Image description: the monument of Hagia Sophia, Istanbul
The place of monuments, especially commemorative statutes, has become a highly charged debate recently. Their uses and place in our understanding of ourselves and history has come under scrutiny and rightly so. Monuments traditionally offer an idea of stability by providing an immortalised snapshot of history. This can then be interpreted in a variety of ways with emphasis placed on the thoughts or ideas of the time, the artistic style, or the event it is commemorating such as a victory.
What this does is provide us with a comforting status quo and more often than not reinforces an historical narrative the majority feel comfortable with, whether it is accurate or not. As humans and storytellers, we love the tale of the underdog who wins against Goliath and we look for individuals to role model this. We gain a sense of ourselves from our monuments in a more immediate way than perhaps a textbook. We wear our monuments as a badge of honour – that is the idea anyway. The reality is that many of our commemorative statues and monuments are covered largely in bird poo whilst the triumphant pigeon stands atop cooing proudly as we wander past. Many were erected years after their subject lived and serve to further a idea of our past that we wish to become mainstream in our consciousness – true or otherwise. We take little notice until we are forced to confront our past through these memorials to history.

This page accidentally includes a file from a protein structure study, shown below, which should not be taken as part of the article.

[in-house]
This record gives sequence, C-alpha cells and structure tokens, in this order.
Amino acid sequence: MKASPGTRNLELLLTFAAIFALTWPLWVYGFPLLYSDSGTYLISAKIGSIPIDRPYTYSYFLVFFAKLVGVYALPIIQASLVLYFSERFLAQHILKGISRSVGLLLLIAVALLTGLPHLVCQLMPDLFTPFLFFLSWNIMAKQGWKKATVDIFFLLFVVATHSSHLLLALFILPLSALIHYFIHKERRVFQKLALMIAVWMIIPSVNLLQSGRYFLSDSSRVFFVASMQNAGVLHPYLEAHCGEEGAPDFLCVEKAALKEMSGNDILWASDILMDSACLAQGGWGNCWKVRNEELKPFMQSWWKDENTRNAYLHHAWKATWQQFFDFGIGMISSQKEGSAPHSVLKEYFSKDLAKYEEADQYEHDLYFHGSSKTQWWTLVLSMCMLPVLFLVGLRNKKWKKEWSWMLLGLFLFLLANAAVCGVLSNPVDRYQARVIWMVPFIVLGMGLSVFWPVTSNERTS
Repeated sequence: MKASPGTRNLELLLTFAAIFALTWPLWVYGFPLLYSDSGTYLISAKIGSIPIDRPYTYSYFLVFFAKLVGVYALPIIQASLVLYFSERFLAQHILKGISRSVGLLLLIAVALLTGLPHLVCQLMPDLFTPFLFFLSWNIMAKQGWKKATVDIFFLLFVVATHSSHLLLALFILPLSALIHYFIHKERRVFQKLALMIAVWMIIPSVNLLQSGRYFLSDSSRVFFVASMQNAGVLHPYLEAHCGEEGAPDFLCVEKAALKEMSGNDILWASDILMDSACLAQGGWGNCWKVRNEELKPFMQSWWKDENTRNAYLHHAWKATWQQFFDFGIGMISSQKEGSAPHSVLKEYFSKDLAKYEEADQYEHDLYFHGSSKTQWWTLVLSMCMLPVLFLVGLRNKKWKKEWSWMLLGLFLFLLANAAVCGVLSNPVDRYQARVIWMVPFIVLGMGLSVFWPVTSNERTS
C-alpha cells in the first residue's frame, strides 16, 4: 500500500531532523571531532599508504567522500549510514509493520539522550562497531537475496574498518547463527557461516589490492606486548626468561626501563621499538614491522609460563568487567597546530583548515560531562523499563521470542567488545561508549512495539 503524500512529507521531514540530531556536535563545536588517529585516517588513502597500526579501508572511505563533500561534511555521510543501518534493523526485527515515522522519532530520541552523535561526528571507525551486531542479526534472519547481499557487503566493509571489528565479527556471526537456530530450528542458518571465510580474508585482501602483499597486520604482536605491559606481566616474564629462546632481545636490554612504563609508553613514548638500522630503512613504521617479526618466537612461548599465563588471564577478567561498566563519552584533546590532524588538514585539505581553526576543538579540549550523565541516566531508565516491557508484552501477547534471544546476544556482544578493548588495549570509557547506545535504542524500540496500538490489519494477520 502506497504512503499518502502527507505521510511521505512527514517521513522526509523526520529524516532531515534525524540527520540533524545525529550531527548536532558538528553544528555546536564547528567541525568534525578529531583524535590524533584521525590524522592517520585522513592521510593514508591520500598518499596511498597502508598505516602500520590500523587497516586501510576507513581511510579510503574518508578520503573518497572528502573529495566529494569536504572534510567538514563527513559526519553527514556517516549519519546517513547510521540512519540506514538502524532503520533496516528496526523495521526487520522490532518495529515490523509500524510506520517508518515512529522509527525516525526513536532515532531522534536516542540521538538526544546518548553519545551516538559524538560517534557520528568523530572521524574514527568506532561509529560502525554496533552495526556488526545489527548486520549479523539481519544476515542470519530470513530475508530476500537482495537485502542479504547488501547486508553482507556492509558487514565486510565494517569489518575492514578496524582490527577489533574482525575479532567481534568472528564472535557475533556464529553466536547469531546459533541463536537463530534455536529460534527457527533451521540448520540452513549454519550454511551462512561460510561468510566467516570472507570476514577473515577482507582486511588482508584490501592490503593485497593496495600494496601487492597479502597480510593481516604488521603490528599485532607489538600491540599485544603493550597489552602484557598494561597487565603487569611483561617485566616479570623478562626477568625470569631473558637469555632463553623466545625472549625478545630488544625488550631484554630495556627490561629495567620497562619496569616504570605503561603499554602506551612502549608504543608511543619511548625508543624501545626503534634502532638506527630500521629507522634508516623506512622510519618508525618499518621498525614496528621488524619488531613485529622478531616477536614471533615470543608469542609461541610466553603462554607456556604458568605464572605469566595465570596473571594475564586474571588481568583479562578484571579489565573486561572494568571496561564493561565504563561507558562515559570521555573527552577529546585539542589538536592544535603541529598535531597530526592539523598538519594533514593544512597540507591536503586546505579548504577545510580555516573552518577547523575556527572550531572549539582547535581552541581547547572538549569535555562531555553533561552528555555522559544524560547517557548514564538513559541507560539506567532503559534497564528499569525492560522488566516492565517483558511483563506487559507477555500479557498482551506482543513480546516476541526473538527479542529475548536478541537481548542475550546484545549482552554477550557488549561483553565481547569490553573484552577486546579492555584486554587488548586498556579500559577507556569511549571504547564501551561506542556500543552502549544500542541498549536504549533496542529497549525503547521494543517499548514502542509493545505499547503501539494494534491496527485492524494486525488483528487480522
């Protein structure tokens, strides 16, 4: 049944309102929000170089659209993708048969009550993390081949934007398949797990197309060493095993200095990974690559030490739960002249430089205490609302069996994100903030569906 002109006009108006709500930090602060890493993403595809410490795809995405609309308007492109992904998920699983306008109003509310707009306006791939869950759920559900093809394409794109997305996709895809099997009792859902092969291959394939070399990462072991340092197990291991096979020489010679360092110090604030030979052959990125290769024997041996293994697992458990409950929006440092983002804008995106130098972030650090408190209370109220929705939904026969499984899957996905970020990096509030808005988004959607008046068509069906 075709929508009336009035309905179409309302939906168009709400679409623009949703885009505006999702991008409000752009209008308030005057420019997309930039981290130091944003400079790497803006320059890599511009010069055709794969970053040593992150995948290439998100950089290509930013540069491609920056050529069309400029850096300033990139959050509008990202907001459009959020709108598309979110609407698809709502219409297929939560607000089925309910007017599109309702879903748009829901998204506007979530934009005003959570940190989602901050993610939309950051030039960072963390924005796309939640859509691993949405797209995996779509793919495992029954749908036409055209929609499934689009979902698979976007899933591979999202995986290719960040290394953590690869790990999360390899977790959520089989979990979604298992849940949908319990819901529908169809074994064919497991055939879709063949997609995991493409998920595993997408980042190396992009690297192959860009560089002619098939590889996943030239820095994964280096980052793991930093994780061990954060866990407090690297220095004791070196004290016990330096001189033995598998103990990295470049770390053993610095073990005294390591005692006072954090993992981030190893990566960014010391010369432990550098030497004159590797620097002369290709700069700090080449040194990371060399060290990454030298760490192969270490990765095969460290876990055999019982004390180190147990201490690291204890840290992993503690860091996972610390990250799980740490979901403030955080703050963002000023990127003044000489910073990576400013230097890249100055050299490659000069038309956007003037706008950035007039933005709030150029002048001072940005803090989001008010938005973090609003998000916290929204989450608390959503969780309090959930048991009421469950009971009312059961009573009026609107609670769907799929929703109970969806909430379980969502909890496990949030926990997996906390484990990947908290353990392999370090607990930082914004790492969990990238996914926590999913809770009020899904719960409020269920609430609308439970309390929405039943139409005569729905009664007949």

We wear our monuments as a badge of honour. That is the idea anyway.
Turkey’s President Erdogan’s decision to re-Islamise the Hagia Sophia poses a different set of questions for other memorials and certainly the ones making headlines in British media recently. The Hagia Sophia has not been a stable monument in the way many others are. It began as an eastern Orthodox Cathedral before being converted into a Roman Catholic Cathedral by crusaders in the 13th century, then returning once again to its Orthodox origin. In the 15th century it was converted into a mosque by Mehmed II and remained as such until 1935, when Ataturk designated it a secular museum in line with Turkey’s secular constitution.
In many ways the Hagia Sophia is in a unique position because it is continuing its habit (or rather Turkey is ensuring it continues the habit) of politicising the Hagia Sophia and using its past to prop up a modern image of Turkey. In this case it is the image of a new qasi-Ottoman state, fulfilling the dream of a proportion of Turkey’s 98% Muslim population and certainly the dream of President Erdogan. In a peculiar paradox, its constant shape-shifting allows the Hagia Sophia to fulfil the constancy so desired in a movement. The constant movement ensures that this monument is not the ignored statue familiar in our city centres but remains at the heart of public debate and identity.
We gain a sense of ourselves from our monuments in a more immediate way than perhaps a textbook.